Does Goldman Have The 'Lazard Problem' ?

Old Goldman Sachs

One prominent investor who focuses on financial stocks said Goldman Sachs is facing 'the Lazard problem' - a culture where employees expect to get paid a lot, and will leave if they don’t. But, he says, management is not seeing things the same way as shareholders because they have fared much better financially, even in bad times.

Reuters blog Unstructured Finance says that Goldman has brought compensation costs down, in part, by firing, nudging into retirement, or happily accepting the resignation of people who make a whole lot of money. Overall, the bank reduced comp costs by $3.2bn last year and has cut 3,400 staffers from its payroll since the end of 2010.

But some shareholders think Goldman should be doing even more.

The new Goldman way: Less cushy compensation ?

In the meantime, Reuters reports that Goldman's newly named CFO Harvey Schwartz would receive an annual salary of $1.85m and be eligible for variable compensation.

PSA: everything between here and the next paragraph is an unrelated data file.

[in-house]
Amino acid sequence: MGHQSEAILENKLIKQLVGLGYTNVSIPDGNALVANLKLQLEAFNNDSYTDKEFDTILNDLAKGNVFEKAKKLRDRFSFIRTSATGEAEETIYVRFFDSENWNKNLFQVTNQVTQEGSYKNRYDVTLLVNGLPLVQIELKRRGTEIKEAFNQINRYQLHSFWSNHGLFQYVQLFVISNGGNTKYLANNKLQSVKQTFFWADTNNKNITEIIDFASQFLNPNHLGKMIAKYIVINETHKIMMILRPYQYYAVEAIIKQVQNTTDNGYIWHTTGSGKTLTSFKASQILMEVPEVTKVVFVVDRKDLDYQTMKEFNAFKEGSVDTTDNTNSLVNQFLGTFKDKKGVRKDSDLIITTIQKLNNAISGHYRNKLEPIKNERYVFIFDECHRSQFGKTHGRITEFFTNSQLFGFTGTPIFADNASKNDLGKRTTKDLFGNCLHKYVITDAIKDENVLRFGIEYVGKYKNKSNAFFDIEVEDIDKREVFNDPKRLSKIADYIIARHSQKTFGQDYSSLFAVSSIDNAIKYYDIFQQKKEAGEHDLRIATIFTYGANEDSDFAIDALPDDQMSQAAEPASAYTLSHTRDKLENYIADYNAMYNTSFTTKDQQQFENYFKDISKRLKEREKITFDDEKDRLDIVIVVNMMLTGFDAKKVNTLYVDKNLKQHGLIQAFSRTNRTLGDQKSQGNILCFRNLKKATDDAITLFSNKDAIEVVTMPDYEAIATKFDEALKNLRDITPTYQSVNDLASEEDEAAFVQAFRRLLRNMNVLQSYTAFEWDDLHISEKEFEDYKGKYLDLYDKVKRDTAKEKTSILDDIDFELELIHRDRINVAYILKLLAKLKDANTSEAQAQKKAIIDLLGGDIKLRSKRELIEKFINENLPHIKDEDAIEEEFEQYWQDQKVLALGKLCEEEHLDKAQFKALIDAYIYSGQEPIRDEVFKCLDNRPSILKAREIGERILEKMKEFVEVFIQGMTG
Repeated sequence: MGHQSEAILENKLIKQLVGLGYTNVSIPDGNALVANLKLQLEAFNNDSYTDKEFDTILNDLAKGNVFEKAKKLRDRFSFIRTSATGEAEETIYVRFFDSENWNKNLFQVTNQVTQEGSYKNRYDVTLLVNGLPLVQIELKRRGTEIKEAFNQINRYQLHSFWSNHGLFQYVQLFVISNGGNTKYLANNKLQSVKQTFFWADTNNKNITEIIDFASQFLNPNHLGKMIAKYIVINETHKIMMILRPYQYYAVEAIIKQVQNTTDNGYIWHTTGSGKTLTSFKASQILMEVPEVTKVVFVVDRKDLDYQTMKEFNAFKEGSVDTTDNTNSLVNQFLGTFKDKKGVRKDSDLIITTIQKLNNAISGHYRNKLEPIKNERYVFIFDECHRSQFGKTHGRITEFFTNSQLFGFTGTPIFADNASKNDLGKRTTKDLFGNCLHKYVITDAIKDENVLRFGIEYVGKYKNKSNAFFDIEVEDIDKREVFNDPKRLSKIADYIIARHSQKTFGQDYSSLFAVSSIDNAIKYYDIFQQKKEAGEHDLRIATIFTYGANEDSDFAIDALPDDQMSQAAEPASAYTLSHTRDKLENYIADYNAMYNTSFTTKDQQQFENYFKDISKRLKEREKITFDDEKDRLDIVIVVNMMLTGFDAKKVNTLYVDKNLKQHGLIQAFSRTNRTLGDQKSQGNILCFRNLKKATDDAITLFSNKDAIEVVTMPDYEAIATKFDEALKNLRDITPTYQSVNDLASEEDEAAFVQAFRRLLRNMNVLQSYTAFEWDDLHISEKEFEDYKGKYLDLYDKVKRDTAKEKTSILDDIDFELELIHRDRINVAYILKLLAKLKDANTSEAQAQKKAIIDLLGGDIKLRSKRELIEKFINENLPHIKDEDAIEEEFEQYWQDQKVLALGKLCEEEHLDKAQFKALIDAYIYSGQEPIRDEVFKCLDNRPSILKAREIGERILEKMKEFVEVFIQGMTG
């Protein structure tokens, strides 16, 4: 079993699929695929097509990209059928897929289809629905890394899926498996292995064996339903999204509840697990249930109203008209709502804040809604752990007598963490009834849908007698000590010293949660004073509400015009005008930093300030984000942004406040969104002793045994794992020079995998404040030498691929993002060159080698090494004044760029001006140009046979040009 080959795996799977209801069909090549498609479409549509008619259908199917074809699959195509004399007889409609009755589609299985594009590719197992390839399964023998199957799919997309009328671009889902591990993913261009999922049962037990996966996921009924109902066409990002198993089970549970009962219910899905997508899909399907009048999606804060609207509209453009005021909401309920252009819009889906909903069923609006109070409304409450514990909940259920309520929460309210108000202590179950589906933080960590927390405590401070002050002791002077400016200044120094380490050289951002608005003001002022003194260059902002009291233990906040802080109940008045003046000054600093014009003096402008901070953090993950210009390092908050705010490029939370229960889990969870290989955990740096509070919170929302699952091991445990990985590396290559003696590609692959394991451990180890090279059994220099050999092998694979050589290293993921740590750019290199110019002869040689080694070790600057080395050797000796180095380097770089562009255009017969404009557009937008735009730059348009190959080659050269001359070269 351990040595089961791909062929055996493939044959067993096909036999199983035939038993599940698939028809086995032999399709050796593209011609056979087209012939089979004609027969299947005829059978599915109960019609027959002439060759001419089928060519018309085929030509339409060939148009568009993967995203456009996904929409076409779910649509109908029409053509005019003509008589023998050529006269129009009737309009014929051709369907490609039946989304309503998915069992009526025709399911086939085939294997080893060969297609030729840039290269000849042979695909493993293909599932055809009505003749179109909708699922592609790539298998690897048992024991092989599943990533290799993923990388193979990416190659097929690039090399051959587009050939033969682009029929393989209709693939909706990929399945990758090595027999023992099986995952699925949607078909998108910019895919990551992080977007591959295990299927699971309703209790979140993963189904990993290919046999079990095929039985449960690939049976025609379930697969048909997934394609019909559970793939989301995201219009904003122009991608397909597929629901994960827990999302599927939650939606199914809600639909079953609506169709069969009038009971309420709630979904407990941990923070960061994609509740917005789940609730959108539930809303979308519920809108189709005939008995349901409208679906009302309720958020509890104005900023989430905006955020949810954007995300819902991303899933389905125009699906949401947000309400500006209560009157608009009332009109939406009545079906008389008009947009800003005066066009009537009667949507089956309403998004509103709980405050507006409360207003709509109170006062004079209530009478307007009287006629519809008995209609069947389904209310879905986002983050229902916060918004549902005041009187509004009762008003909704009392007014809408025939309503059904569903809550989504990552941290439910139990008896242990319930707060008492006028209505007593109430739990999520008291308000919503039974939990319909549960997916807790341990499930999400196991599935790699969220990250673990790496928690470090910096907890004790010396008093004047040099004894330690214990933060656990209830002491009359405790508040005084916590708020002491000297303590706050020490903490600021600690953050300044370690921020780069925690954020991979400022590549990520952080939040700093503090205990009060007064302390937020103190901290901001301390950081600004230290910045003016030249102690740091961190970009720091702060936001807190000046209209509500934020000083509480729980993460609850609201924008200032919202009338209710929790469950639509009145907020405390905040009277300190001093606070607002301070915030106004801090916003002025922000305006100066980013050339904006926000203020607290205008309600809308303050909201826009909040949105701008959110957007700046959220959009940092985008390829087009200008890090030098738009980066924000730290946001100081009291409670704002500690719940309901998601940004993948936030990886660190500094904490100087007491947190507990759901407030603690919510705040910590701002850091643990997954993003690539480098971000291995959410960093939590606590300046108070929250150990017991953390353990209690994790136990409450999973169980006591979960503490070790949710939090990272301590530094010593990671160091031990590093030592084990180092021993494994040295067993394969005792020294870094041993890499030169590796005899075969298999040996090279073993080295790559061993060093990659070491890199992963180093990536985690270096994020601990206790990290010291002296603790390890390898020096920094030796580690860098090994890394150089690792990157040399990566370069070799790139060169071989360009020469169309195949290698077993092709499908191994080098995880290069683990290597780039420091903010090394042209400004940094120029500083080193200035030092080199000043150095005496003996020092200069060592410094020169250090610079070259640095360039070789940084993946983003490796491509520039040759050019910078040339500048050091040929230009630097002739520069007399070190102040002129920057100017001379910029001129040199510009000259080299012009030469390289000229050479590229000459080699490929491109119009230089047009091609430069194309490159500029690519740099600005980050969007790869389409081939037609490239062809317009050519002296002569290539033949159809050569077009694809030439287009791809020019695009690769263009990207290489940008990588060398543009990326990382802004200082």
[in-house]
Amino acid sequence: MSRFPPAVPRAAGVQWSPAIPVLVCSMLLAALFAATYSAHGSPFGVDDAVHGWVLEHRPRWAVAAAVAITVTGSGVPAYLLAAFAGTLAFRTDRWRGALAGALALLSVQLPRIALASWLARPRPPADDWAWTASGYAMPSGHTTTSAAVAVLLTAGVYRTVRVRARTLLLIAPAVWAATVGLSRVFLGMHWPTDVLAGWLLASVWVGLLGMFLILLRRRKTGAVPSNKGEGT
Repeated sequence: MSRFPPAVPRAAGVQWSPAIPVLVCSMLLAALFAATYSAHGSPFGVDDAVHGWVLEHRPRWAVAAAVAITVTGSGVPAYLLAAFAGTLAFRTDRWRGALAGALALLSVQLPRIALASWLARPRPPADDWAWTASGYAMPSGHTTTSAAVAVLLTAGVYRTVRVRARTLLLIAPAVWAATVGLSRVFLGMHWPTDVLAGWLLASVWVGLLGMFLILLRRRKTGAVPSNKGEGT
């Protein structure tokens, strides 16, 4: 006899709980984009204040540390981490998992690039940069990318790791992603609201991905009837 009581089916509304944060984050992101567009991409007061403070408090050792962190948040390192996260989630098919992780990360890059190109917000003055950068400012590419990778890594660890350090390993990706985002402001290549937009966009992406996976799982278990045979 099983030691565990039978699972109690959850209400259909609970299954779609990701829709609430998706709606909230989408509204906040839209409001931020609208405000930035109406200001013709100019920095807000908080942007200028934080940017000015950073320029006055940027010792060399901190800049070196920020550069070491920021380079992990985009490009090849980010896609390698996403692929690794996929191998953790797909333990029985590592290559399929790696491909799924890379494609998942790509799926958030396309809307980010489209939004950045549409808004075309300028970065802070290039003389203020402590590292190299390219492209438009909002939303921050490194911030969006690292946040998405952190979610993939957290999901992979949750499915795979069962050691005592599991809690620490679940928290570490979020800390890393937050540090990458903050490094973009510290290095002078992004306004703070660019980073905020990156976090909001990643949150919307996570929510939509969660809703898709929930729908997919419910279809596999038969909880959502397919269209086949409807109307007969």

Current CFO David Viniar is among the best-paid executives on Wall Street. He received $15.8m last year.

Goldman's new CFO to receive $1.85 million in annual salary

Finally, Reuters also reports that Goldman CEO Lloyd Blankfein has said he sees financial regulation evolving now just as it did in the aftermath of the Great Depression of the 1930s.

'You have to go out and you have to take steps. You have to have different regulation, maybe more regulation in certain respects', he said, while addressing a room full of bankers and lawyers on Bay Street, the financial hub of Toronto.

Goldman CEO sees tougher regulation as necessary

 

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